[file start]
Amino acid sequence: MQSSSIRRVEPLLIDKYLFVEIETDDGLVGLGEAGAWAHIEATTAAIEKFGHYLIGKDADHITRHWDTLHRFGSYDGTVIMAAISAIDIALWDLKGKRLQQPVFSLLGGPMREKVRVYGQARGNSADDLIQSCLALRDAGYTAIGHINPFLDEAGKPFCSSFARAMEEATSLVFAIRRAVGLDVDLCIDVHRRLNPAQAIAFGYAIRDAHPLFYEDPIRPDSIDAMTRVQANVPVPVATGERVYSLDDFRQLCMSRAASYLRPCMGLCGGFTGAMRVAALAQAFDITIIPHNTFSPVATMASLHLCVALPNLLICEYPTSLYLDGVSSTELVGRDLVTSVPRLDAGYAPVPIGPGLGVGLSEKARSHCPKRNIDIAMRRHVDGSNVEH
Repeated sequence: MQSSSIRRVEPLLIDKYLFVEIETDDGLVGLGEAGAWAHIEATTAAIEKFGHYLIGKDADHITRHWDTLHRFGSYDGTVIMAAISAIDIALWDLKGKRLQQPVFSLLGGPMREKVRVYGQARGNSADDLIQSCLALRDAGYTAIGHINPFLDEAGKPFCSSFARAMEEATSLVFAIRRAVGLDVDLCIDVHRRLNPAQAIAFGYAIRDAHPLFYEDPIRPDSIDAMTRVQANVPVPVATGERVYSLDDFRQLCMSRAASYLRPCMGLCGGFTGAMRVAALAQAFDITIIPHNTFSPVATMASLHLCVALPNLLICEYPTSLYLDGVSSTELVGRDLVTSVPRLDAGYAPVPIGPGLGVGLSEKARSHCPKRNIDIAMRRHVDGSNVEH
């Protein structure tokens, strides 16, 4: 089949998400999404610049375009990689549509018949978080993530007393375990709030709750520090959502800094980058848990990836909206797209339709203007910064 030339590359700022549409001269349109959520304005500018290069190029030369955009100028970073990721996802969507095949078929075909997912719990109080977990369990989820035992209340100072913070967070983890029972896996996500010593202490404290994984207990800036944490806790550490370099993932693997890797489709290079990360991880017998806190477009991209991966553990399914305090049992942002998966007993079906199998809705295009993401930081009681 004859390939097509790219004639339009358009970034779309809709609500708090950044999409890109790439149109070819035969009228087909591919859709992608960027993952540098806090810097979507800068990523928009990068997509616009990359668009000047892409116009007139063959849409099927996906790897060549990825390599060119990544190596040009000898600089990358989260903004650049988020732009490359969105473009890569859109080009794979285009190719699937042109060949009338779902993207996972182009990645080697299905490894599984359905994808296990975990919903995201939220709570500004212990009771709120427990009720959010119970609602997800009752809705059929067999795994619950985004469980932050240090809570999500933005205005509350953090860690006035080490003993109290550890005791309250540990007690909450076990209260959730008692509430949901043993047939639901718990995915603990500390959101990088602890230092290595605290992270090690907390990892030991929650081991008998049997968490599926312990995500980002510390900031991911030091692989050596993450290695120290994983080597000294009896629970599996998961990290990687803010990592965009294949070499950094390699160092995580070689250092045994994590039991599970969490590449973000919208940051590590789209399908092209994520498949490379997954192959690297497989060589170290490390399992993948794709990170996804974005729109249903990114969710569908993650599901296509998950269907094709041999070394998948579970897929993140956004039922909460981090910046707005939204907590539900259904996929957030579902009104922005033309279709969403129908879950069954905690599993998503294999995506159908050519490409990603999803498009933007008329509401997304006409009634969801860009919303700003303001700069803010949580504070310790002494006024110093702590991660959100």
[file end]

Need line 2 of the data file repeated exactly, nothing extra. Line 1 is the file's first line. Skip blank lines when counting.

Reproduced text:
Repeated sequence: MQSSSIRRVEPLLIDKYLFVEIETDDGLVGLGEAGAWAHIEATTAAIEKFGHYLIGKDADHITRHWDTLHRFGSYDGTVIMAAISAIDIALWDLKGKRLQQPVFSLLGGPMREKVRVYGQARGNSADDLIQSCLALRDAGYTAIGHINPFLDEAGKPFCSSFARAMEEATSLVFAIRRAVGLDVDLCIDVHRRLNPAQAIAFGYAIRDAHPLFYEDPIRPDSIDAMTRVQANVPVPVATGERVYSLDDFRQLCMSRAASYLRPCMGLCGGFTGAMRVAALAQAFDITIIPHNTFSPVATMASLHLCVALPNLLICEYPTSLYLDGVSSTELVGRDLVTSVPRLDAGYAPVPIGPGLGVGLSEKARSHCPKRNIDIAMRRHVDGSNVEH